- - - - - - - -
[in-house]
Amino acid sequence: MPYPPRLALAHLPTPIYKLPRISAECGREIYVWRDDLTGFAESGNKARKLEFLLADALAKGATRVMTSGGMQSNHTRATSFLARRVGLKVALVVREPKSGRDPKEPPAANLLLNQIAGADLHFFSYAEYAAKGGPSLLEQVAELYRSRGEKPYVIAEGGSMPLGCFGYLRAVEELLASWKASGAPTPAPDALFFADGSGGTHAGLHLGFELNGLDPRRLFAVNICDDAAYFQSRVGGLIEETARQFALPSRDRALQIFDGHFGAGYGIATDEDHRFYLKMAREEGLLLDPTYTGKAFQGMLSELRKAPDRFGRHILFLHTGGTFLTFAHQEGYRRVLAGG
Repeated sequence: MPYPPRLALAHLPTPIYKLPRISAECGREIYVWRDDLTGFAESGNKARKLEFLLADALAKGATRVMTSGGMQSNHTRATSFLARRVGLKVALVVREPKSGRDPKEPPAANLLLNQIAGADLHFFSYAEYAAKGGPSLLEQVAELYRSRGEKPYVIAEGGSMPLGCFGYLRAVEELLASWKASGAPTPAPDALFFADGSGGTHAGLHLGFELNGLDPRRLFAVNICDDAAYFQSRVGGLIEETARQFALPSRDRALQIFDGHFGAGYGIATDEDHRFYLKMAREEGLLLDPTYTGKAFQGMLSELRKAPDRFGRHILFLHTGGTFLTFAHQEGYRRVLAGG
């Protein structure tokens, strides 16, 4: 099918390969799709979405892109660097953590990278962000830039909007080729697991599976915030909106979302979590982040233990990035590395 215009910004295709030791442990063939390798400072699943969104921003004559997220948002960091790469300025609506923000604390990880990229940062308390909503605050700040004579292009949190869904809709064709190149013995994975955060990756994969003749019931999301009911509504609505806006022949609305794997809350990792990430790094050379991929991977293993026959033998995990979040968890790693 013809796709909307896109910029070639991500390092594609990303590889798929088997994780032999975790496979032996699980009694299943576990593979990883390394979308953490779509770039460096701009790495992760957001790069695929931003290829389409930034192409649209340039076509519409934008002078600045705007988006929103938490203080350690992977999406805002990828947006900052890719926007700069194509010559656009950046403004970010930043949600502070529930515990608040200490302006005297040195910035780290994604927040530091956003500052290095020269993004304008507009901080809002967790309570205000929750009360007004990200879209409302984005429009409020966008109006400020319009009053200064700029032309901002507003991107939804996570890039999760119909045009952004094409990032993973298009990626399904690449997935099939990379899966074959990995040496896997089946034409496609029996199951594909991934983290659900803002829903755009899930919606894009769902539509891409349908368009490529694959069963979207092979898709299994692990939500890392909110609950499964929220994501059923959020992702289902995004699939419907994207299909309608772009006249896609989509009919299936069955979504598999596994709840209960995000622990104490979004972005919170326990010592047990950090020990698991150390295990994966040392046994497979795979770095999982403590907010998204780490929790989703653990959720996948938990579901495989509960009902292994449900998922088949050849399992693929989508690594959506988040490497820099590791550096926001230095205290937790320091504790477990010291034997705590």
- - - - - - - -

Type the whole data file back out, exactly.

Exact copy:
[in-house]
Amino acid sequence: MPYPPRLALAHLPTPIYKLPRISAECGREIYVWRDDLTGFAESGNKARKLEFLLADALAKGATRVMTSGGMQSNHTRATSFLARRVGLKVALVVREPKSGRDPKEPPAANLLLNQIAGADLHFFSYAEYAAKGGPSLLEQVAELYRSRGEKPYVIAEGGSMPLGCFGYLRAVEELLASWKASGAPTPAPDALFFADGSGGTHAGLHLGFELNGLDPRRLFAVNICDDAAYFQSRVGGLIEETARQFALPSRDRALQIFDGHFGAGYGIATDEDHRFYLKMAREEGLLLDPTYTGKAFQGMLSELRKAPDRFGRHILFLHTGGTFLTFAHQEGYRRVLAGG
Repeated sequence: MPYPPRLALAHLPTPIYKLPRISAECGREIYVWRDDLTGFAESGNKARKLEFLLADALAKGATRVMTSGGMQSNHTRATSFLARRVGLKVALVVREPKSGRDPKEPPAANLLLNQIAGADLHFFSYAEYAAKGGPSLLEQVAELYRSRGEKPYVIAEGGSMPLGCFGYLRAVEELLASWKASGAPTPAPDALFFADGSGGTHAGLHLGFELNGLDPRRLFAVNICDDAAYFQSRVGGLIEETARQFALPSRDRALQIFDGHFGAGYGIATDEDHRFYLKMAREEGLLLDPTYTGKAFQGMLSELRKAPDRFGRHILFLHTGGTFLTFAHQEGYRRVLAGG
């Protein structure tokens, strides 16, 4: 099918390969799709979405892109660097953590990278962000830039909007080729697991599976915030909106979302979590982040233990990035590395 215009910004295709030791442990063939390798400072699943969104921003004559997220948002960091790469300025609506923000604390990880990229940062308390909503605050700040004579292009949190869904809709064709190149013995994975955060990756994969003749019931999301009911509504609505806006022949609305794997809350990792990430790094050379991929991977293993026959033998995990979040968890790693 013809796709909307896109910029070639991500390092594609990303590889798929088997994780032999975790496979032996699980009694299943576990593979990883390394979308953490779509770039460096701009790495992760957001790069695929931003290829389409930034192409649209340039076509519409934008002078600045705007988006929103938490203080350690992977999406805002990828947006900052890719926007700069194509010559656009950046403004970010930043949600502070529930515990608040200490302006005297040195910035780290994604927040530091956003500052290095020269993004304008507009901080809002967790309570205000929750009360007004990200879209409302984005429009409020966008109006400020319009009053200064700029032309901002507003991107939804996570890039999760119909045009952004094409990032993973298009990626399904690449997935099939990379899966074959990995040496896997089946034409496609029996199951594909991934983290659900803002829903755009899930919606894009769902539509891409349908368009490529694959069963979207092979898709299994692990939500890392909110609950499964929220994501059923959020992702289902995004699939419907994207299909309608772009006249896609989509009919299936069955979504598999596994709840209960995000622990104490979004972005919170326990010592047990950090020990698991150390295990994966040392046994497979795979770095999982403590907010998204780490929790989703653990959720996948938990579901495989509960009902292994449900998922088949050849399992693929989508690594959506988040490497820099590791550096926001230095205290937790320091504790477990010291034997705590």